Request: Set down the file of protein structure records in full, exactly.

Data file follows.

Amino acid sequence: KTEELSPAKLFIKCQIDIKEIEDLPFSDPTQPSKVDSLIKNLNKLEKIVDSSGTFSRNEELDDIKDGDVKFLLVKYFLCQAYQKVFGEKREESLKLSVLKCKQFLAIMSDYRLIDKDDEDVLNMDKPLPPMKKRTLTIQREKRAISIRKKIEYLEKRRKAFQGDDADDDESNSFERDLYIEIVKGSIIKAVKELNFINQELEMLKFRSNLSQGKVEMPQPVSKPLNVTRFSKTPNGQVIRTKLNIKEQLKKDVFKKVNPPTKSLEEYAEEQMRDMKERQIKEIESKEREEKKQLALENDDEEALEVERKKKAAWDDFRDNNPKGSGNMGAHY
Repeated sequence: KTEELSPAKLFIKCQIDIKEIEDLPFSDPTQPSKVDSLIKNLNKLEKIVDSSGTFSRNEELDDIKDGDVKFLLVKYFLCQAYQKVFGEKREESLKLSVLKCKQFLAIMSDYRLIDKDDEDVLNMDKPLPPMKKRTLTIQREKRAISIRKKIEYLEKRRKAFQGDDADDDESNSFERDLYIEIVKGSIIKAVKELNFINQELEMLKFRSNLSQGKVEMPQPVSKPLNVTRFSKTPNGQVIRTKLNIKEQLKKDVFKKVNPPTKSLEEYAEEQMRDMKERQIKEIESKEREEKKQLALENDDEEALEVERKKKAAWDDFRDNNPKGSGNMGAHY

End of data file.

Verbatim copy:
Amino acid sequence: KTEELSPAKLFIKCQIDIKEIEDLPFSDPTQPSKVDSLIKNLNKLEKIVDSSGTFSRNEELDDIKDGDVKFLLVKYFLCQAYQKVFGEKREESLKLSVLKCKQFLAIMSDYRLIDKDDEDVLNMDKPLPPMKKRTLTIQREKRAISIRKKIEYLEKRRKAFQGDDADDDESNSFERDLYIEIVKGSIIKAVKELNFINQELEMLKFRSNLSQGKVEMPQPVSKPLNVTRFSKTPNGQVIRTKLNIKEQLKKDVFKKVNPPTKSLEEYAEEQMRDMKERQIKEIESKEREEKKQLALENDDEEALEVERKKKAAWDDFRDNNPKGSGNMGAHY
Repeated sequence: KTEELSPAKLFIKCQIDIKEIEDLPFSDPTQPSKVDSLIKNLNKLEKIVDSSGTFSRNEELDDIKDGDVKFLLVKYFLCQAYQKVFGEKREESLKLSVLKCKQFLAIMSDYRLIDKDDEDVLNMDKPLPPMKKRTLTIQREKRAISIRKKIEYLEKRRKAFQGDDADDDESNSFERDLYIEIVKGSIIKAVKELNFINQELEMLKFRSNLSQGKVEMPQPVSKPLNVTRFSKTPNGQVIRTKLNIKEQLKKDVFKKVNPPTKSLEEYAEEQMRDMKERQIKEIESKEREEKKQLALENDDEEALEVERKKKAAWDDFRDNNPKGSGNMGAHY